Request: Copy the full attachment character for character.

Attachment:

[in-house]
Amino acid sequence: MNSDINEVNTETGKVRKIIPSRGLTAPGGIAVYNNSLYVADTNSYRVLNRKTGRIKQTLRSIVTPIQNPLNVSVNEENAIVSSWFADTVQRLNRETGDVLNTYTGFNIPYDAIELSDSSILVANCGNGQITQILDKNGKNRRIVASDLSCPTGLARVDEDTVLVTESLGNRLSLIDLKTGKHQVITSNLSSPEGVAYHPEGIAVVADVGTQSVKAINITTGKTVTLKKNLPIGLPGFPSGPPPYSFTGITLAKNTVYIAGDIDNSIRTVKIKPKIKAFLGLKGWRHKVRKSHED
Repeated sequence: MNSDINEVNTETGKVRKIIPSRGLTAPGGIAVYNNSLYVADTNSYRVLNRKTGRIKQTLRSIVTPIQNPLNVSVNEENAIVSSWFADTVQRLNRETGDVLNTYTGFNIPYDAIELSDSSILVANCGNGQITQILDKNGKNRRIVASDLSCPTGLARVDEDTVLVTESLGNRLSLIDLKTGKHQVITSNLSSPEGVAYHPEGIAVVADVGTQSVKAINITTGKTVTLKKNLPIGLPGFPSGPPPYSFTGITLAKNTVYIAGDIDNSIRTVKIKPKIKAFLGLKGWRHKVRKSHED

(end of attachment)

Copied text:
[in-house]
Amino acid sequence: MNSDINEVNTETGKVRKIIPSRGLTAPGGIAVYNNSLYVADTNSYRVLNRKTGRIKQTLRSIVTPIQNPLNVSVNEENAIVSSWFADTVQRLNRETGDVLNTYTGFNIPYDAIELSDSSILVANCGNGQITQILDKNGKNRRIVASDLSCPTGLARVDEDTVLVTESLGNRLSLIDLKTGKHQVITSNLSSPEGVAYHPEGIAVVADVGTQSVKAINITTGKTVTLKKNLPIGLPGFPSGPPPYSFTGITLAKNTVYIAGDIDNSIRTVKIKPKIKAFLGLKGWRHKVRKSHED
Repeated sequence: MNSDINEVNTETGKVRKIIPSRGLTAPGGIAVYNNSLYVADTNSYRVLNRKTGRIKQTLRSIVTPIQNPLNVSVNEENAIVSSWFADTVQRLNRETGDVLNTYTGFNIPYDAIELSDSSILVANCGNGQITQILDKNGKNRRIVASDLSCPTGLARVDEDTVLVTESLGNRLSLIDLKTGKHQVITSNLSSPEGVAYHPEGIAVVADVGTQSVKAINITTGKTVTLKKNLPIGLPGFPSGPPPYSFTGITLAKNTVYIAGDIDNSIRTVKIKPKIKAFLGLKGWRHKVRKSHED